Spotify unexpectedly showed a profit, and a handsome one at that, as it reported a figure of more the $60 million in its recent Q3 return. This was more than 30 times more than it had predicted as a highpoint, so as you can imagine, company execs and Wall Street are pretty happy that it’s finally profitable.
This is actually the second time it had a profitable quarter, as it had posted some $106 million in profit in Q4 of 2018. It that case it was because of some skillful financial engineering, but this latest round came down to the fact that it was finally able to stand on its own to make some dough.
One of the reasons is that Spotify finished the quarter with 113 million paid subscribers, which was up 31% over last year at the same time. In fact, the paid subscriber growth was actually greater than free user growth during that time, a fact that no doubt warmed the hearts of its execs. The company makes a lot more money on its paid subscribers than on its free users, even though advertising revenue is strong.
The company is also spending less money on marketing and promotion that in previous quarters. Spotify is pretty mature and well known in the marketplace by this time so there is less need to broadcast its existence. Plus, it gets tons of free publicity and seems to be in the news every other day.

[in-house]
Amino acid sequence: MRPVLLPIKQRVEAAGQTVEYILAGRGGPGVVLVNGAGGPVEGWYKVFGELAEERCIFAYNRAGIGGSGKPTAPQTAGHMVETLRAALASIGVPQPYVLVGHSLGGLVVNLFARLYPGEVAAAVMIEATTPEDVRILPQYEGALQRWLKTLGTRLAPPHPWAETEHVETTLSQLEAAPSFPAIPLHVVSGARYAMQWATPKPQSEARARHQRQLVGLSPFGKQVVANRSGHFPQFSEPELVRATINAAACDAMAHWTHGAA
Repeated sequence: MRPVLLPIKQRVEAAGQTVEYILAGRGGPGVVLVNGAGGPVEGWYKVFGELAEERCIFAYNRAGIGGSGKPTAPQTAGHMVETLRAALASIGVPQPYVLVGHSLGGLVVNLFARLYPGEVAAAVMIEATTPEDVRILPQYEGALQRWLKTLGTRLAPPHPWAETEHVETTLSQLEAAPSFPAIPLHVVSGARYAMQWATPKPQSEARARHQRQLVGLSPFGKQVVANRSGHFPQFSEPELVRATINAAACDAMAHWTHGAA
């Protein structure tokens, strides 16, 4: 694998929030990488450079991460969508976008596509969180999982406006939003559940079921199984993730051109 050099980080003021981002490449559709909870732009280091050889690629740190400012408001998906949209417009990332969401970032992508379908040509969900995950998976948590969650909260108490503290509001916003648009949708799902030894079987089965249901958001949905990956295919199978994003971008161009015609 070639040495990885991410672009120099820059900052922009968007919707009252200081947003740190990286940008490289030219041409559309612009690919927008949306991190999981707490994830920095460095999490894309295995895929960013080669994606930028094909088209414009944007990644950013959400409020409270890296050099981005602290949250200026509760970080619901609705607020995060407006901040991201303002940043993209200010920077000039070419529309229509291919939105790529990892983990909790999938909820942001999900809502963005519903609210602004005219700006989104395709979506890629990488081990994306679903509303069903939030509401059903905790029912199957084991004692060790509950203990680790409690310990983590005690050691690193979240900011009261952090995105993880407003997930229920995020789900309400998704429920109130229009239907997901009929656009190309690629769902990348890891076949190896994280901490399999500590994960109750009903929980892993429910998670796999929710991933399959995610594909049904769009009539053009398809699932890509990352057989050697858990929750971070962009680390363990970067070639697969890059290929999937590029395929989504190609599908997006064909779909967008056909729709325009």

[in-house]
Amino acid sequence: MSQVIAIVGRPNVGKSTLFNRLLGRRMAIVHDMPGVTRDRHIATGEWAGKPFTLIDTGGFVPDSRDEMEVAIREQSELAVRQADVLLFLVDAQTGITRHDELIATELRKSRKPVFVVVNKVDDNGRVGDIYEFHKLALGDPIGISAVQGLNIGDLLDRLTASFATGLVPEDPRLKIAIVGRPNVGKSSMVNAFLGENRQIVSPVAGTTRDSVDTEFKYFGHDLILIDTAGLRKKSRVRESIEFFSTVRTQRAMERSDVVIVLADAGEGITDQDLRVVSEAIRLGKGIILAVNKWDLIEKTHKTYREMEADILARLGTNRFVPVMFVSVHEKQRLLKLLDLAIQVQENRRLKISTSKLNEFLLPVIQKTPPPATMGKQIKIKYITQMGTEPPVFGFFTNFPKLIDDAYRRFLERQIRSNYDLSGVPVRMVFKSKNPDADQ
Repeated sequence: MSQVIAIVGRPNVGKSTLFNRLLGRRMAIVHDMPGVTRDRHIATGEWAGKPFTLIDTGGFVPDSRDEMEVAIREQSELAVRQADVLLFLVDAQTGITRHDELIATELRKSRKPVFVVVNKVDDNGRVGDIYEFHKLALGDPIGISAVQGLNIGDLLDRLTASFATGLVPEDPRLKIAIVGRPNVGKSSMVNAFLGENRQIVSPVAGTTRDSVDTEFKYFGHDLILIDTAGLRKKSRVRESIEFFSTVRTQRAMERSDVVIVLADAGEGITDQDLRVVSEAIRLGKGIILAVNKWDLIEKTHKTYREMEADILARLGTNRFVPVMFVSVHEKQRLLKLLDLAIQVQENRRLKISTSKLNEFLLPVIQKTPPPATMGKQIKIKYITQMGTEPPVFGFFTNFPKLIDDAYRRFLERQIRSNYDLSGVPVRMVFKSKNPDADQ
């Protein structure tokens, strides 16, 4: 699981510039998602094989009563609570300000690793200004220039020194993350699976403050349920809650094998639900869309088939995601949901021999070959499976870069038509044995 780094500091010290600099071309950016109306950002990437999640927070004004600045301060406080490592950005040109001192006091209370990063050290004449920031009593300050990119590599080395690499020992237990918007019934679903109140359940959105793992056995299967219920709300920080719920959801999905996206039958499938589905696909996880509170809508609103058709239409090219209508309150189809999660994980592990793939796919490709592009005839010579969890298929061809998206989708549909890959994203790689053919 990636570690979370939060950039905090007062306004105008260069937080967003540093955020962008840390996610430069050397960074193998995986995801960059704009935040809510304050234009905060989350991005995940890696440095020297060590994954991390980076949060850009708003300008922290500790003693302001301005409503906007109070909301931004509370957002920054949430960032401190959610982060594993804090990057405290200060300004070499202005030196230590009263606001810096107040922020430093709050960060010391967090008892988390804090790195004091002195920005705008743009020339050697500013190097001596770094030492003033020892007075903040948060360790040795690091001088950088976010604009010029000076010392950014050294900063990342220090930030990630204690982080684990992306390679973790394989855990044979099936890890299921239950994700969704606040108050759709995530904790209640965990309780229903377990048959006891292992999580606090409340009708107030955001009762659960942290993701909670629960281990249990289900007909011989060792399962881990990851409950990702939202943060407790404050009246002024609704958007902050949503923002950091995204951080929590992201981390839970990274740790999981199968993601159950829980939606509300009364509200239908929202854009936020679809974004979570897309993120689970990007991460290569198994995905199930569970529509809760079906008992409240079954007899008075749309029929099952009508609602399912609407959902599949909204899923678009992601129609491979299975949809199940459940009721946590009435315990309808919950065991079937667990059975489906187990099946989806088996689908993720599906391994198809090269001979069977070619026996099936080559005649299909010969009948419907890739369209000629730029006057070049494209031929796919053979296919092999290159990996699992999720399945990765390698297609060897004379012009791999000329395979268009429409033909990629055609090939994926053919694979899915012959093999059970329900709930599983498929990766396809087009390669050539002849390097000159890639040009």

But by far the biggest reason that the company made money is that it’s now paying less to artists, record labels, and publishers thanks to new license agreements with the major labels. You’d wonder why the labels would cut a better deal for the distributor, but it seems like there was a real fear that the company might not make it since the margins were previously so thin, which scared the labels to death. The latest agreements were meant to shore up Spotify’s business model and bring about some health, which is exactly what happened.
I still believe that the company will be acquired at some point, and that point may be coming sooner than believed now that it’s profitable.